Kaizen for the New Year. The end of the year is a time for planning, setting goals for the next year, a time for change. Unfortunately, we often set goals that are difficult to achieve, huge intentions that we quickly abandon.
Start Small, Start Today
Wouldn’t it be better to break them down into smaller, more manageable steps and not wait until Sunday to take the first step, but start today? Small steps are more enjoyable and have lasting effects. Benjamin Franklin believed that if he devoted a week to perfecting one virtue, it would become a habit and he could then move on to the next. So, don’t try to catch all the crows at once. And remember, “it does not matter how slowly you go as long as you do not stop.” (Confucius)
Sustained Improvement Over Time
When we improve a little bit each day, big changes will eventually appear. When you improve your adaptation method every day, you will achieve significant improvement over time. Not tomorrow, not the day after, but eventually, you must get really significant results. Don’t try to make a big improvement quickly, but look for one small opportunity for development every day. This is how changes happen that last for good. (John Wooden)
Eliminating Non-Essential Activities
As part of New Year’s plans, along with developing new habits and acquiring new competencies, I suggest adding a few “stop doing this” items concerning those activities that are worth “eliminating” from our lives. Because the worst thing is to do best something that doesn’t need to be done at all. We must also unlearn, minimize the number of activities, eliminate what does not add value.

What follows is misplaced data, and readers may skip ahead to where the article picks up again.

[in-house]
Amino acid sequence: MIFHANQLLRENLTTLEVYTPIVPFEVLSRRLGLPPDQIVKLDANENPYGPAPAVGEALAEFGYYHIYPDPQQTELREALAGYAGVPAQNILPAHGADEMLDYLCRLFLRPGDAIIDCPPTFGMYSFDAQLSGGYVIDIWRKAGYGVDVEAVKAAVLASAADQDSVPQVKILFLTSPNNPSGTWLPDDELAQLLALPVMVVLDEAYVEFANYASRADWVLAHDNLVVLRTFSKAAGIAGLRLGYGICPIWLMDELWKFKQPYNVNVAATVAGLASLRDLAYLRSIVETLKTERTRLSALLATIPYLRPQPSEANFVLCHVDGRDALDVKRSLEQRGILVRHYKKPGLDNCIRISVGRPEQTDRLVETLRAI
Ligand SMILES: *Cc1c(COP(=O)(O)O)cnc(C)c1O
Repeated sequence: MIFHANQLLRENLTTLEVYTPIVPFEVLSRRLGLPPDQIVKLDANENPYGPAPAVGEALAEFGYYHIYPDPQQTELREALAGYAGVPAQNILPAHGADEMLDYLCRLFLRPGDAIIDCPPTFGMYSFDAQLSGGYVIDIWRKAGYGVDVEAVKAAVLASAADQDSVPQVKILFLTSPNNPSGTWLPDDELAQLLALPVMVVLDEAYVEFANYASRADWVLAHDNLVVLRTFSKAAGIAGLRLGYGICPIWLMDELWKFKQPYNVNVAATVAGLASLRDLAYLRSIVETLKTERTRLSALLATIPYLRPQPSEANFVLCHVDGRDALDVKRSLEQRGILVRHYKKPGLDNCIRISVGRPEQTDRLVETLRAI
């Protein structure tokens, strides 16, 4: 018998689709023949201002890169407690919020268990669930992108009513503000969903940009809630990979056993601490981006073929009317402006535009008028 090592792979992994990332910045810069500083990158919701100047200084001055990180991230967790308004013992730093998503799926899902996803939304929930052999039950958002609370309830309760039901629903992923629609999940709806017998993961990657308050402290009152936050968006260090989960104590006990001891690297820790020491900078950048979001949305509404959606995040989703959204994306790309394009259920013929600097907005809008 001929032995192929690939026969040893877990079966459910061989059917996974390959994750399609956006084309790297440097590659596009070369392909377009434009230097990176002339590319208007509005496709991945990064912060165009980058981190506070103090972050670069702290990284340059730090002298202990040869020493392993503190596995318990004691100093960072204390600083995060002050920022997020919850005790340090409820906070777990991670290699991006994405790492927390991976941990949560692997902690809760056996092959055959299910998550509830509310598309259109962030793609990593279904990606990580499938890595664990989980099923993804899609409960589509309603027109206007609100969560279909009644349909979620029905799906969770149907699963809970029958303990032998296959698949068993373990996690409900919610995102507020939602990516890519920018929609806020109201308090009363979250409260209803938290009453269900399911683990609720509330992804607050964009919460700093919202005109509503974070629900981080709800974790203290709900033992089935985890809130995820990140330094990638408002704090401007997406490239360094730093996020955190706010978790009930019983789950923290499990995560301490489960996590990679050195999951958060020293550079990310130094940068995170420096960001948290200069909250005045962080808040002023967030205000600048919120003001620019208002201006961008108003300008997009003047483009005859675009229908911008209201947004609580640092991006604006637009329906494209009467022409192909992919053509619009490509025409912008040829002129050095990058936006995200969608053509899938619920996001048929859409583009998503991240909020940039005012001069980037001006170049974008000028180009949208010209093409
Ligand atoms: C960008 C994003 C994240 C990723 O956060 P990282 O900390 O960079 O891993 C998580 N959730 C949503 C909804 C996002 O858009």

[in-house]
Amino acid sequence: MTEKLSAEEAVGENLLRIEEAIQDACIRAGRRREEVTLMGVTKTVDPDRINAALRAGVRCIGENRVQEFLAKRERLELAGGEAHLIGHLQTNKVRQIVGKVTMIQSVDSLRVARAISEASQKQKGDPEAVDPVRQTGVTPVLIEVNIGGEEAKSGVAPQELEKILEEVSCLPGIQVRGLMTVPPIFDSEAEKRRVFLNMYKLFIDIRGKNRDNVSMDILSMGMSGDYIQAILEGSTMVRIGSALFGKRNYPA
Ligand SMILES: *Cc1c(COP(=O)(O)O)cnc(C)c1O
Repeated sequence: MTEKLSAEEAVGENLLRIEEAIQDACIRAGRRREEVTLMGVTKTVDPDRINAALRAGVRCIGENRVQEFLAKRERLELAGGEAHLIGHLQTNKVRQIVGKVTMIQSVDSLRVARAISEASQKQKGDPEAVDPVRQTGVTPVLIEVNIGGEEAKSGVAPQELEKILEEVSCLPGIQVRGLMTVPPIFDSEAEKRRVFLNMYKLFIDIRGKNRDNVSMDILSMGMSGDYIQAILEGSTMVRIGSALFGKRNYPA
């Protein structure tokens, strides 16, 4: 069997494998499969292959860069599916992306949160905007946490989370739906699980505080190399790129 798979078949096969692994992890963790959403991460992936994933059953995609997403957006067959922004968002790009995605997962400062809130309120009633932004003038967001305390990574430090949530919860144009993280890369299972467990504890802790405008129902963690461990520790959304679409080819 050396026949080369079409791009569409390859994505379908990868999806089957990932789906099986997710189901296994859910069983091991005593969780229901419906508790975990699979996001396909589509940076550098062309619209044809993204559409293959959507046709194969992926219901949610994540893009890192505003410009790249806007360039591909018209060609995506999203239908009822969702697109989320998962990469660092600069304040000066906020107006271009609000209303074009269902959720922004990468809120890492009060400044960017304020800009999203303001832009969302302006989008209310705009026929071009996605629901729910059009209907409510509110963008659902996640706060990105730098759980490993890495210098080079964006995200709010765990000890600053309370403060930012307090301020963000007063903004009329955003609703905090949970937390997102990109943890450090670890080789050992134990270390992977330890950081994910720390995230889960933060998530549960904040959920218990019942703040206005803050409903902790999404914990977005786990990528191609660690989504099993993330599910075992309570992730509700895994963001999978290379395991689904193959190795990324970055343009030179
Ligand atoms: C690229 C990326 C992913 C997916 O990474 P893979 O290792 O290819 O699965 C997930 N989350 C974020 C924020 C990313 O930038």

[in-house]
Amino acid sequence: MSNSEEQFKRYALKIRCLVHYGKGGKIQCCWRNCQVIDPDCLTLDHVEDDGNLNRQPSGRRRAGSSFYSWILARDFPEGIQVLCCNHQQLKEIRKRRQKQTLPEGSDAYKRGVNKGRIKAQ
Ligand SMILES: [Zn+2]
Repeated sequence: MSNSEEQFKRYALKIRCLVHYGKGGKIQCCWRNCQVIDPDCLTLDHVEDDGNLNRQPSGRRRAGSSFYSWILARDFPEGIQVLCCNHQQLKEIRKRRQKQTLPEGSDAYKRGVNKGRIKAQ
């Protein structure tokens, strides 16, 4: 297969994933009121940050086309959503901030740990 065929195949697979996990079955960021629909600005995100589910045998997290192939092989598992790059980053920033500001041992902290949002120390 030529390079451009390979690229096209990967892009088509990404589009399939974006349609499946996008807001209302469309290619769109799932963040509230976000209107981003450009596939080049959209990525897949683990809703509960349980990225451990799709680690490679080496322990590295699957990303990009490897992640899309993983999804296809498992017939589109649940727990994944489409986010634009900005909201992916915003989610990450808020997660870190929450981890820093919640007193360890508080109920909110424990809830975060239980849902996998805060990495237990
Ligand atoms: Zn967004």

Conclusion: The Path to Lasting Change
Kaizen for the New Year. In conclusion, the journey to achieving our New Year’s resolutions is not about making monumental leaps overnight. It’s about taking consistent, small steps towards improvement and recognizing the value of patience and persistence. By focusing on gradual progress and eliminating non-essential activities, we can set ourselves up for a more productive and fulfilling year ahead. Let’s step into the New Year with a mindset geared towards sustainable change and growth.
Dr. Iwona Burka holds a Ph.D. in Economics and has carved a distinguished career as a business trainer, researcher, adviser, and university lecturer. Celebrated for her contribution to various papers on management systems, she's also co-authored the seminal book, "Lean Service in theory and practice". With years immersed in the real-world implementation of management systems, Dr. Burka excels at simplifying complexities and excess. She fervently champions the optimization of organizational processes using the Lean approach combined with the Kaizen philosophy.